Battery raw materials

No mobility transition without raw materials: what development policy has to do with our lithium-ion batteries


01.06.2021 |

The mobility of the future must be sustainable. It should (1) meet the growing demand for mobility, (2) reduce damage to health from emissions, and (3) contribute to international climate protection goals by reducing greenhouse gas emissions. In addition to changing mobility behavior, e-mobility is the key factor for locally emission-free mobility in the future.  

Raw materials and e-mobility  

When it comes to sustainability in the transport sector, it is not only the use of renewable energies that plays a major role, but also the procurement of the necessary raw materials for new energy technologies. Above all, the production of batteries for electric vehicles, for example, is very raw material intensive. E-mobility is not possible without raw materials. A large proportion of the raw materials required for batteries come from developing and emerging countries. For them, the enormous increase in demand for raw materials offers opportunities but also challenges.

Batteriebooklet Landkarte

Development opportunities and challenges

Implemented responsibly, mining can make an important contribution to achieving the Sustainable Development Goals. It serves as an important source of revenue for many countries; for example, the value of mining production as a percentage of GDP in 2017 was 16.6% in Chile and 13.6% in Zimbabwe. Moreover, millions of people are employed in the sector worldwide. On the other hand, mining is also repeatedly associated with social and environmental challenges, such as health risks due to a lack of occupational health and safety, deforestation, potential water contamination, or child labor. Social conflicts can also arise with regard to land and resource use.

New publication "Raw materials for electric mobility - A development perspective"

In order not to lose track of the development policy dimensions involved in mining raw materials for the mobility transition, the Extractives and Development (X4D) sector program on behalf of the German Federal Ministry for Economic Cooperation and Development (BMZ) has published a brochure on this topic. The brochure takes a close look at the raw materials relevant to battery production - aluminum, graphite, cobalt, copper, lithium, manganese, nickel, tin. The focus is on the origin and the conditions under which the raw materials are mined and processed. Their positive potential as a contribution to the Sustainable Development Goals and the developmental risk of each raw material are analyzed. Examples of German development cooperation projects and interesting short facts complement each raw materials chapter. Did you know, for example, that graphite is made of pure carbon, just like diamonds?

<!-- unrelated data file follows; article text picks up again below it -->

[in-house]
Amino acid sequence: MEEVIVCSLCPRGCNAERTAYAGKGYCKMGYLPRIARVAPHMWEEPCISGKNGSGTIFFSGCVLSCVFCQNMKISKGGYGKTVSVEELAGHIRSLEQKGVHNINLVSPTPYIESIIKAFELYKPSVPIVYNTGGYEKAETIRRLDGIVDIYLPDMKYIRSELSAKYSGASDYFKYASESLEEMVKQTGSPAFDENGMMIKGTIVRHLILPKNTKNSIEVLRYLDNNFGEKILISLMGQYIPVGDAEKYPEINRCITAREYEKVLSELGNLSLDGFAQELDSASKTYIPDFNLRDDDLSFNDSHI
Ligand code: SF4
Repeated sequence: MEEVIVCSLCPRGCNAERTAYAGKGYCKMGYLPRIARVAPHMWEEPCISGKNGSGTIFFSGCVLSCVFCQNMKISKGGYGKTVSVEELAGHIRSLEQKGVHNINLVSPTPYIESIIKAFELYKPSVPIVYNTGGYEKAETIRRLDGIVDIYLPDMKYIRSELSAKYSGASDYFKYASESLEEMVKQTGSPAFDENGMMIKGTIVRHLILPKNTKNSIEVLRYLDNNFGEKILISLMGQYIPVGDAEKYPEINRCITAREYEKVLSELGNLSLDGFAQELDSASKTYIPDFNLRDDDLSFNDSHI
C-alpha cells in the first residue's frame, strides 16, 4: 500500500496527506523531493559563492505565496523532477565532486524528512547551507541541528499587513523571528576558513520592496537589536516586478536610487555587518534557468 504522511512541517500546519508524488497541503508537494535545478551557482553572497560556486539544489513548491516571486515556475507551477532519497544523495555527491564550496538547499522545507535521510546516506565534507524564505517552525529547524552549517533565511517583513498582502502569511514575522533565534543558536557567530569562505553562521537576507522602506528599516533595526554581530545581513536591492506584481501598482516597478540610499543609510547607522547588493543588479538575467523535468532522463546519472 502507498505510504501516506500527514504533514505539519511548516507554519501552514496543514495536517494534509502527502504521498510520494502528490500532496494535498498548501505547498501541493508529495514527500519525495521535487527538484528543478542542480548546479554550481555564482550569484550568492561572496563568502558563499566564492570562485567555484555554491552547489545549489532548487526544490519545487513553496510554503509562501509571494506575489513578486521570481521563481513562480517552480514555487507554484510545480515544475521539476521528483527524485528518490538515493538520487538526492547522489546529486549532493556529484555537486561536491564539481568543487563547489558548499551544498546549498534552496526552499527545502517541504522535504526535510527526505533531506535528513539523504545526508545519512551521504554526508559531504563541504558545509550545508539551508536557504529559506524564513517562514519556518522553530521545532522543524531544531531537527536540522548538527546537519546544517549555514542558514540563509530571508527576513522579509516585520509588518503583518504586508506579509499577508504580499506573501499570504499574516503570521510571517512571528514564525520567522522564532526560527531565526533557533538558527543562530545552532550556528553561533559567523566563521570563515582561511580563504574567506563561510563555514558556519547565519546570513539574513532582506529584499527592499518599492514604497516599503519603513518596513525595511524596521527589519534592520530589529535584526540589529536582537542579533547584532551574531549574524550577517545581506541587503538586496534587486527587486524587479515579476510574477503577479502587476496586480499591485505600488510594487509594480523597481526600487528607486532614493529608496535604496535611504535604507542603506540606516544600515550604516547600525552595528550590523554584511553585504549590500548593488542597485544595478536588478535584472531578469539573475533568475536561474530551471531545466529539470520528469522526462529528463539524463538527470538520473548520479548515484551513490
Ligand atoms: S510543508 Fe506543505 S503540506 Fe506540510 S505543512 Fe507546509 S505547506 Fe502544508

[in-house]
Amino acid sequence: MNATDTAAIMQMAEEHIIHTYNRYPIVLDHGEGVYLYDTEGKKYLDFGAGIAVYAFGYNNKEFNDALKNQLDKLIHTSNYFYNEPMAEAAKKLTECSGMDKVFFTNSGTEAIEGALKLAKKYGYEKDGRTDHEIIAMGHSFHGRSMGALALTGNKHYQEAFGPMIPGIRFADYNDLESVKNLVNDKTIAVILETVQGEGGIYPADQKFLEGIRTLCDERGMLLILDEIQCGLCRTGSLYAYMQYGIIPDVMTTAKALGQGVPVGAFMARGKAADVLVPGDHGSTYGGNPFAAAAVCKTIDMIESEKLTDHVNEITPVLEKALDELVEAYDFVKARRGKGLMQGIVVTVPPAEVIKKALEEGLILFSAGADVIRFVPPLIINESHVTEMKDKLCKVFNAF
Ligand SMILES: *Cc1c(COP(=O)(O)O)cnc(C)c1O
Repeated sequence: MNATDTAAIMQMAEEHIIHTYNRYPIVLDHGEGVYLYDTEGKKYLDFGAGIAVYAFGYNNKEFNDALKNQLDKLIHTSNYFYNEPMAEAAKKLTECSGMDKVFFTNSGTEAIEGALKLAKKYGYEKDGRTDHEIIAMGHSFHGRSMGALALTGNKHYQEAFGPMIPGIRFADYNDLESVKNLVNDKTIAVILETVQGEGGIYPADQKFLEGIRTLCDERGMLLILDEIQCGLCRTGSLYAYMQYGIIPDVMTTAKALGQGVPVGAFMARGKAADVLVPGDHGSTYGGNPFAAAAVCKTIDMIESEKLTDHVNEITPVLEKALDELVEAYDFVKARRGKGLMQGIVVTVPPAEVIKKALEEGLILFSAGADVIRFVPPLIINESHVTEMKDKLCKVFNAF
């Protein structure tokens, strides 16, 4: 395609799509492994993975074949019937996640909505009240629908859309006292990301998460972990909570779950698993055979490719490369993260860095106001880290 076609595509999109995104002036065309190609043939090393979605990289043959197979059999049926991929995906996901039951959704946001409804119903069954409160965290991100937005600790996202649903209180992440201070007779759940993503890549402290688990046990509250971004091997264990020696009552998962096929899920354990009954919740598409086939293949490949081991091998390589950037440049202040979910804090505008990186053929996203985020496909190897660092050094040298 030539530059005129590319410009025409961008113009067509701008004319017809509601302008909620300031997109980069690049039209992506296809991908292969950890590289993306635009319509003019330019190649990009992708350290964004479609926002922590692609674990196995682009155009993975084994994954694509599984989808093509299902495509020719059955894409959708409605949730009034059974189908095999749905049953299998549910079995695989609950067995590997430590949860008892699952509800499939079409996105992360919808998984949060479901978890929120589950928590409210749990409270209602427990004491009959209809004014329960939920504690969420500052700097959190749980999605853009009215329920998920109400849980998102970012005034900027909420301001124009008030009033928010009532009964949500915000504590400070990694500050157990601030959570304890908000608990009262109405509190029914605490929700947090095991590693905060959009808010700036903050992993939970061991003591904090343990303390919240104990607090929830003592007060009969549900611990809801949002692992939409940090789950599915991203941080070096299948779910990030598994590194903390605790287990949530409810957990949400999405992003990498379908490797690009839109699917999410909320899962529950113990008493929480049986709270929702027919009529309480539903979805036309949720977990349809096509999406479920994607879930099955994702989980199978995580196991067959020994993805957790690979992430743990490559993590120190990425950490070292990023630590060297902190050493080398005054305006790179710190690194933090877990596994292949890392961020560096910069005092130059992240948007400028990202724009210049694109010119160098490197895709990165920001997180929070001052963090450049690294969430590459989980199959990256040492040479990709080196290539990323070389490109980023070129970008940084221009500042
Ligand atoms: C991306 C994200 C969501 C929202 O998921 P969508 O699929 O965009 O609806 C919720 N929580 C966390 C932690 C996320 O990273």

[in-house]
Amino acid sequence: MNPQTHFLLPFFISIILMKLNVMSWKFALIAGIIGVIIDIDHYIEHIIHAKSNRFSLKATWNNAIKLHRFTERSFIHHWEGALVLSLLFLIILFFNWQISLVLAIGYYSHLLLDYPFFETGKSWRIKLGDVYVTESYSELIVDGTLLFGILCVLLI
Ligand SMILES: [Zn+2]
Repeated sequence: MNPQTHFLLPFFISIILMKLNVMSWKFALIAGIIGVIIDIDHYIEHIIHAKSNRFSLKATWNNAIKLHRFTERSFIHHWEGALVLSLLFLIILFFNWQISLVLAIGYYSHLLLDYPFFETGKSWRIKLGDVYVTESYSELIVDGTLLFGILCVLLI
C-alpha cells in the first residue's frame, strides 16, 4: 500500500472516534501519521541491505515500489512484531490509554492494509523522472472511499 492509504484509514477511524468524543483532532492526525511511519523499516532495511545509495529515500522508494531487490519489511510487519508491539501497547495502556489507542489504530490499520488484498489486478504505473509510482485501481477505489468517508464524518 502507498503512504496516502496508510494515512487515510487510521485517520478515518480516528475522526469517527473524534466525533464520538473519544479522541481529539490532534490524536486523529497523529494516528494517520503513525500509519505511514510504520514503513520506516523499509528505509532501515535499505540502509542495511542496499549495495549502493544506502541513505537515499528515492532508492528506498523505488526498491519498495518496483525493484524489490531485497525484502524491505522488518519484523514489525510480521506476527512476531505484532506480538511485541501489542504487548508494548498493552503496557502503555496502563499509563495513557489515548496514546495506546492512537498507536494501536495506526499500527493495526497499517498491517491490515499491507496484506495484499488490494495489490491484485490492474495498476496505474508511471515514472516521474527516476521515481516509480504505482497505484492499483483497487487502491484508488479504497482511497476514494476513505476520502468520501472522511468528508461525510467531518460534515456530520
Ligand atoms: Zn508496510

Batteriebooklet Auto

Way Forward

How can we maximize the opportunities of raw material production and minimize its challenges? Substitution and recycling of raw materials could play a major role in this. However, recycling of battery raw materials currently still faces technical and economic challenges, with only 5% of battery cells recycled in the EU in 2018. Substitution, combined with further development of battery technologies, will continue to depend on innovative research that will show which raw material composition is most suitable. In addition to chapters on recycling and substitution, the brochure provides an overview of the projects and countries in which the German development cooperation is already active with projects. The EU has also taken up the issue. In December 2020, the European Commission proposed to modernize the EU regulations for batteries. This new regulatory framework aims to improve the sustainability and increase the circularity potential of batteries. Therefore, the entire battery value chain will be considered, from primary raw material extraction to the circular economy.

The path has been set for a sustainable mobility transition. However, it is important to carefully consider the development potential as well as the challenges. The X4D brochure provides a detailed overview.

Webinar Review

On July 7th, 2021 from 3:30 - 4:30 pm (CET) the digital presentation of the brochure took place. During the event, the sector project "Extractives and Development" briefly presented the contents of the publication and then discussed with experts from the Natural Resource Governance Institute (NRGI), the Öko Institut (Institute for Applied Ecology) and the GIZ raw materials project in the Andean countries (MinSus). The slides to the individual short presentations can be found attached below.

You can find the recording of the webinar here:

For further information please contact Lisa Stellner or Nataly Jürges.

Booklet englisch

BMZ glossary

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